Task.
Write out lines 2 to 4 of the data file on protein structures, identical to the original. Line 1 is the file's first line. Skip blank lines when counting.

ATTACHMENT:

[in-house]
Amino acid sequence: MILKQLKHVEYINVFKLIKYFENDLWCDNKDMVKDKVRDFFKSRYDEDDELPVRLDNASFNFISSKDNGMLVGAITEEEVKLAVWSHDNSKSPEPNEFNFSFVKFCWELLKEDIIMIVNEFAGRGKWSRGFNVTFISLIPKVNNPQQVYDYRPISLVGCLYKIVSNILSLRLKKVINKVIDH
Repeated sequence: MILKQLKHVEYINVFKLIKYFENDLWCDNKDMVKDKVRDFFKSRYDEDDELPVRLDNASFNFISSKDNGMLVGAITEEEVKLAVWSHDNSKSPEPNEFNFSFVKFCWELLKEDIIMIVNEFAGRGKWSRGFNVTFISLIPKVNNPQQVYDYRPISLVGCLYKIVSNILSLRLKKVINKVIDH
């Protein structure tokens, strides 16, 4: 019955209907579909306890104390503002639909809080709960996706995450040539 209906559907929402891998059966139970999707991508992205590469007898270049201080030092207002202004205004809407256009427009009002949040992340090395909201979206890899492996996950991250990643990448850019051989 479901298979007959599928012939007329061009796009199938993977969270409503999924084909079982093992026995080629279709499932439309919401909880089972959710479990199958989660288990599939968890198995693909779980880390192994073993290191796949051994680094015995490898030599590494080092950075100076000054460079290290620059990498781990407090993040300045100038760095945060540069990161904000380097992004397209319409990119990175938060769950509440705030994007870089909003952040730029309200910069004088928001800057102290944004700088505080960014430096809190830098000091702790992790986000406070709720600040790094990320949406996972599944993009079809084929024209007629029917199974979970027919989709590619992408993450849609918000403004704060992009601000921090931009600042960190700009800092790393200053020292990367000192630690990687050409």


Amino acid sequence: MILKQLKHVEYINVFKLIKYFENDLWCDNKDMVKDKVRDFFKSRYDEDDELPVRLDNASFNFISSKDNGMLVGAITEEEVKLAVWSHDNSKSPEPNEFNFSFVKFCWELLKEDIIMIVNEFAGRGKWSRGFNVTFISLIPKVNNPQQVYDYRPISLVGCLYKIVSNILSLRLKKVINKVIDH
Repeated sequence: MILKQLKHVEYINVFKLIKYFENDLWCDNKDMVKDKVRDFFKSRYDEDDELPVRLDNASFNFISSKDNGMLVGAITEEEVKLAVWSHDNSKSPEPNEFNFSFVKFCWELLKEDIIMIVNEFAGRGKWSRGFNVTFISLIPKVNNPQQVYDYRPISLVGCLYKIVSNILSLRLKKVINKVIDH
């Protein structure tokens, strides 16, 4: 019955209907579909306890104390503002639909809080709960996706995450040539 209906559907929402891998059966139970999707991508992205590469007898270049201080030092207002202004205004809407256009427009009002949040992340090395909201979206890899492996996950991250990643990448850019051989 479901298979007959599928012939007329061009796009199938993977969270409503999924084909079982093992026995080629279709499932439309919401909880089972959710479990199958989660288990599939968890198995693909779980880390192994073993290191796949051994680094015995490898030599590494080092950075100076000054460079290290620059990498781990407090993040300045100038760095945060540069990161904000380097992004397209319409990119990175938060769950509440705030994007870089909003952040730029309200910069004088928001800057102290944004700088505080960014430096809190830098000091702790992790986000406070709720600040790094990320949406996972599944993009079809084929024209007629029917199974979970027919989709590619992408993450849609918000403004704060992009601000921090931009600042960190700009800092790393200053020292990367000192630690990687050409």